AFCON has exposed what’s wrong with African football. There is a lack of football pitches, organization and investment. Without big changes, it will be hard for Africa to send nine strong teams to the 2026 World Cup.It’s raining and the grass is green and lush. It is also very long. This is where Gabon’s best club team, CFM of the capital, Libreville, train. CFM is the champion both of Gabon’s 14-team league and its cup competition. In the lead-up to the Africa Cup of Nations, CFM even beat Gabon’s national team in a friendly. Now they are training on this bumpy grass pitch, which is a 45-minute drive from Libreville.
These are far from ideal training conditions, and not just due to the state of the pitch. Players on many other teams have gone on strike because their salaries haven’t been paid. So far, the CFM players are still getting paid, even if they don’t know for how long this will continue. Gabon’s economy is driven by oil, and when the price of oil is low, as it is now, the government runs into major financial problems – and that also becomes a problem for the players.
Lack of professionalism
Sassou Chico stands in the center circle of the pitch, while the rest of the players train hard all over the field. The coach has singled him out to explain what is wrong with African football.
“Here in Gabon, football is organized by the state,” he says. “And when the state has problems, as a player, you get less money. And some club presidents put the money they get from the state into their own pockets.”
This is how things work in Gabon and in Africa as a whole. For the most part, football is not run in a professional manners, and even now, there is a lack of good pitches in every country on this continent. Well-organized training or youth academies are just as rare as tactical training, or football at schools.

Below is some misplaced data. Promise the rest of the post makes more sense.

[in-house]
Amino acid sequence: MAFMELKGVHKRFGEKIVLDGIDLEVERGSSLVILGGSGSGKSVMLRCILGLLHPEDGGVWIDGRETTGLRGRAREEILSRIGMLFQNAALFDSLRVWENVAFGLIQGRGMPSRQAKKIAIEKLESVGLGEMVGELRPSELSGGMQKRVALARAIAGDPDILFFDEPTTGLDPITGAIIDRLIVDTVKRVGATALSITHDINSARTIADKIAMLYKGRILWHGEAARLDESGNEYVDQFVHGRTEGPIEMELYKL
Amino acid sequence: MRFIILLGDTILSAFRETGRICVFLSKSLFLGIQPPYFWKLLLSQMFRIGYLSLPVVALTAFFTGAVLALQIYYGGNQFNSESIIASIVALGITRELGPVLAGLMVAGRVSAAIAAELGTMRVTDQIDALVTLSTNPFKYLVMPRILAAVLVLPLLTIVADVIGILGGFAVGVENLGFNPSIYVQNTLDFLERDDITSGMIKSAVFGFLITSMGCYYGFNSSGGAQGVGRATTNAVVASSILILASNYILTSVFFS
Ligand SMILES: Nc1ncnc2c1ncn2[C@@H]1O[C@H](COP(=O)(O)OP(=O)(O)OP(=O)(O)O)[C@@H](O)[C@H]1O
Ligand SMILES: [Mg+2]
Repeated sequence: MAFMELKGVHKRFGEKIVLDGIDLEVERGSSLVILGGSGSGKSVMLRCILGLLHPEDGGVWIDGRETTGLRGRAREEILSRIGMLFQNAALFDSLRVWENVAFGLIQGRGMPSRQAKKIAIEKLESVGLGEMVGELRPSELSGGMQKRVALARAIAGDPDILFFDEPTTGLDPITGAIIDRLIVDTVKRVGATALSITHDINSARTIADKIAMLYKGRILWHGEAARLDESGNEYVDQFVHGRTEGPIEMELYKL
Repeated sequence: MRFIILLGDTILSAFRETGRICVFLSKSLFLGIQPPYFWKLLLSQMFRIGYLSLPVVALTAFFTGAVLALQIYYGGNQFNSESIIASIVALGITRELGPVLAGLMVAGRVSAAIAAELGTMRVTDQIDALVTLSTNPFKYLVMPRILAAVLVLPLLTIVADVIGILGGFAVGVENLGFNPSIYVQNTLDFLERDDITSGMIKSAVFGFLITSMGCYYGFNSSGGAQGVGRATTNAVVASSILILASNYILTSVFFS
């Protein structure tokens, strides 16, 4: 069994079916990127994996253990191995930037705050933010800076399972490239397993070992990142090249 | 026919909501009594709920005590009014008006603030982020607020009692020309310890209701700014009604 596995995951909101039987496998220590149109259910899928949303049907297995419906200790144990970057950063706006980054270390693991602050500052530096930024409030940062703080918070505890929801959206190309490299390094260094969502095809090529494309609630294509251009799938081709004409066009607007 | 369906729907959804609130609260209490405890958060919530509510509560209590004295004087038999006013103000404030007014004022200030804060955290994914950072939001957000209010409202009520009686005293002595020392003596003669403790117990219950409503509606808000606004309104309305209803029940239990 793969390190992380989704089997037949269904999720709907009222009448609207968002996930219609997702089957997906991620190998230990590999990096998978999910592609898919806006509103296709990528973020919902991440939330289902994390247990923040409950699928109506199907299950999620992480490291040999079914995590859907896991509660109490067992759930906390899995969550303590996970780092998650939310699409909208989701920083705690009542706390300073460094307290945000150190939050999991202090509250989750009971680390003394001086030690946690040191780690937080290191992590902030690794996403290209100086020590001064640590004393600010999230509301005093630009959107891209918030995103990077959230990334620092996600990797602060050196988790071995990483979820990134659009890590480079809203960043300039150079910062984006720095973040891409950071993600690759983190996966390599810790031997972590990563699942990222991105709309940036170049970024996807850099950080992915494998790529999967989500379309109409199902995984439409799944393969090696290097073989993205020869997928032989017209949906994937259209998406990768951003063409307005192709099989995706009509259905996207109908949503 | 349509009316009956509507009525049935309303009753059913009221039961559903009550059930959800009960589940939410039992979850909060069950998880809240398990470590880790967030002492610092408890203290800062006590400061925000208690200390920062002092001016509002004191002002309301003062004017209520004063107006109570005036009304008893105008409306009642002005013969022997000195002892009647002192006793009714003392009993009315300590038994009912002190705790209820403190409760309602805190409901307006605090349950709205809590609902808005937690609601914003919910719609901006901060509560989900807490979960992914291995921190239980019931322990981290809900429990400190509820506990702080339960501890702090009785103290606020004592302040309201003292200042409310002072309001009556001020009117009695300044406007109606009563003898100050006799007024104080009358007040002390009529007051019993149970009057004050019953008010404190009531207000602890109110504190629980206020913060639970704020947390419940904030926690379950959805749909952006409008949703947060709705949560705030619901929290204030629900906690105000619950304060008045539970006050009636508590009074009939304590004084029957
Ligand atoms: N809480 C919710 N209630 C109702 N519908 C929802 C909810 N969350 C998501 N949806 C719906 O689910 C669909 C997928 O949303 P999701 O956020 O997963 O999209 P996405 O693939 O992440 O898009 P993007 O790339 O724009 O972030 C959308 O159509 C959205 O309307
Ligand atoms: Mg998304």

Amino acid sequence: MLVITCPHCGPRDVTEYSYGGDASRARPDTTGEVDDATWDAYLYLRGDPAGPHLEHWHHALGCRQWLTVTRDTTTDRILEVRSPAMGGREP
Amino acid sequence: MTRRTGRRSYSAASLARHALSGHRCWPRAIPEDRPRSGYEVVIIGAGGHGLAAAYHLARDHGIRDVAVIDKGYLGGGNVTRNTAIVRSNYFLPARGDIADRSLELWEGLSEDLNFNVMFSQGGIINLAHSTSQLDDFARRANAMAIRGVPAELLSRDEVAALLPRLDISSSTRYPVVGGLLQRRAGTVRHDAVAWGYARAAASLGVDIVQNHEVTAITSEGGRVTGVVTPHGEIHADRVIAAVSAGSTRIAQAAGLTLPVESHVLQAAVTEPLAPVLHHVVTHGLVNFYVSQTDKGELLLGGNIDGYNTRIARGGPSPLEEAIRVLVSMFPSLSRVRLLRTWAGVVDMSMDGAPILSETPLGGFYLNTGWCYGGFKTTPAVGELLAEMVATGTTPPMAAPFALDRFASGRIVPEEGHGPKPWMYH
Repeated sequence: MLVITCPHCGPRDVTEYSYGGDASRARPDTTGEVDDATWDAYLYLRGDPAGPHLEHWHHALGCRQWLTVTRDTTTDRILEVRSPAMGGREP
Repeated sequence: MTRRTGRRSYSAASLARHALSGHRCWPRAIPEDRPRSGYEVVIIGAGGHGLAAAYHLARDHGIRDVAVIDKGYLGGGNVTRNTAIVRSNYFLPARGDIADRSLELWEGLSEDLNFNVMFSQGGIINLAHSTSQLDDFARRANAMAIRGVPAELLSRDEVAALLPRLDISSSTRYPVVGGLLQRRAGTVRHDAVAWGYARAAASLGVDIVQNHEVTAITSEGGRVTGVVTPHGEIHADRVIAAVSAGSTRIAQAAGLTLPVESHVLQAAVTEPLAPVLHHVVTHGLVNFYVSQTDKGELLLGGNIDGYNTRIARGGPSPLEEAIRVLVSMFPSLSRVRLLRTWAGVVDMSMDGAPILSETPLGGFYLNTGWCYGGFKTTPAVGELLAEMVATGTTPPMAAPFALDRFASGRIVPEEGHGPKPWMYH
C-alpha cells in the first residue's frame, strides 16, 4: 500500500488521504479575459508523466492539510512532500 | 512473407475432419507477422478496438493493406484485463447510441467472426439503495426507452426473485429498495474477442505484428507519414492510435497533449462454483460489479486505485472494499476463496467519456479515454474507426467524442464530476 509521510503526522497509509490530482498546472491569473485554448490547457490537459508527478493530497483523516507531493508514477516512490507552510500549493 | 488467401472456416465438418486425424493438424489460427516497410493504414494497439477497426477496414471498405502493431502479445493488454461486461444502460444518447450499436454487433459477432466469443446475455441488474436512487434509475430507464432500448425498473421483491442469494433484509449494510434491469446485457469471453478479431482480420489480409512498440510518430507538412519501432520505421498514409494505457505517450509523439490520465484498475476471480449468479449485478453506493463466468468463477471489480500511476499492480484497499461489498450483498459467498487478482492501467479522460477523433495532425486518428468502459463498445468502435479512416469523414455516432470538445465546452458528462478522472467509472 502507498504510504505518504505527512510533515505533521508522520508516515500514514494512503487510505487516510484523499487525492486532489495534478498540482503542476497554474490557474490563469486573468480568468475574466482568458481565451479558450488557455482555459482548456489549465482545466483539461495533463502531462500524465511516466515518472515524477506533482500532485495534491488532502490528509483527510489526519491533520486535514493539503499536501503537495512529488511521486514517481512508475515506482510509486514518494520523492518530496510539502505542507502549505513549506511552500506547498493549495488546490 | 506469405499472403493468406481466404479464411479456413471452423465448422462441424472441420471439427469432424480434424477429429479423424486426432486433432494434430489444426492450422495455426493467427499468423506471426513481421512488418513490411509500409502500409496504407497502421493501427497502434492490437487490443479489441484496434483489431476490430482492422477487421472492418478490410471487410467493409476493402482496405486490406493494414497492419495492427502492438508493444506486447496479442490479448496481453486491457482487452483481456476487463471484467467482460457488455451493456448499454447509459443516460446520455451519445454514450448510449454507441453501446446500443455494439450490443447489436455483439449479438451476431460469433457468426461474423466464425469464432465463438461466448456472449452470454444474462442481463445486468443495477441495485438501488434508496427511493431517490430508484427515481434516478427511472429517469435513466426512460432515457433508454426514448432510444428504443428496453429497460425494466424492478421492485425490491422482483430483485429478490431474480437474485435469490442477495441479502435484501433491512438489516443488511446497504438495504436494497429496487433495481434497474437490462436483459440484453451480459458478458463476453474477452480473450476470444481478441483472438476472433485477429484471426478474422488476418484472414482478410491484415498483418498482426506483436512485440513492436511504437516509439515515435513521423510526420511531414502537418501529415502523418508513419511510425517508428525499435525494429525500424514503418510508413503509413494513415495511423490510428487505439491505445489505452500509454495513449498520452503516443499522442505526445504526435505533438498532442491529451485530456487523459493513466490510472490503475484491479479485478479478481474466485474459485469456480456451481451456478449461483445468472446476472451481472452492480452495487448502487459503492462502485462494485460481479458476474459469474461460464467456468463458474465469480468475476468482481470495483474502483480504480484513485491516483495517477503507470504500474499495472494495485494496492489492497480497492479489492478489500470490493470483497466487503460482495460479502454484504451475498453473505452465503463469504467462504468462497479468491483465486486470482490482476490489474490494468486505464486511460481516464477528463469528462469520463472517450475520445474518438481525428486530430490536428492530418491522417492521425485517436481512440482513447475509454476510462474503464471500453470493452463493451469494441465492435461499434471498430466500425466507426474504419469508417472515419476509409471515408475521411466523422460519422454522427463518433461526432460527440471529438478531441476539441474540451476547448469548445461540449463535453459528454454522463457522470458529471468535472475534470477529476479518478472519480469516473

“The clubs here in Africa need to become more professional, and this needs to begin at the youth level. That would help us to further develop African football,” Borussia Dortmund star and Gabon captain Pierre-Emerick Aubameng told German public broadcaster ARD.
Finke: ‘Lack of progress’
This year’s Africa Cup of Nations (AFCON) has served as a reflection of these problems. The level of play has been poor, and no team has demonstrated a positive long-term development. The tournament favorites, Ivory Coast and Algeria were eliminated in the first round. Alongside underdogs Burkina Faso, in Egypt, Cameroon and Ghana, three of the heavyweights of African football did make it to the semifinals, but rarely produced convincing performances as they did so.
Volker Finke, the long-time coach of Bundesliga club Freiburg, who later coached Cameroon’s national team, knows all about the problems that hamper African football. Sitting on a tree trunk that lies on a beach in Libreville, he too laments the fact that African football is failing to progress.
“I know of no flourishing local league. At some point they call themselves professionals, but the pitches that they play on are catastrophic,” Finke says. “As I found out in Cameroon, in the so-called “professional game,” average attendances are between 300 and 600 spectators. Of the 12 monthly salaries that the players are entitled to, they only actually receive between three and four.”
A tidy sum for Messi
Starting in 2026, Africa will have more places at the World Cup than the five that they have had up until now. Although FIFA has not yet decided how many more Africa or any of the other continents will receive, there has been much speculation that Africa will get four additional spots. If things don’t improve – and fast – it will be difficult for Africa to send nine strong teams to the World Cup. And a lack of funds often isn’t the problem. However, as Finke confirmed, this often wanders into the pockets of football functionaries or is spent for more high-profile things.
The president of Gabon, Alin Bongo Ondimba had Barcelona superstar Lionel Messi flown in for the foundation stone ceremony for one of the new stadiums that was built for the Africa Cup of Nations. Messi is reported to have been paid more than three million euros ($3.24 million) for his presence, however, the government has denied this.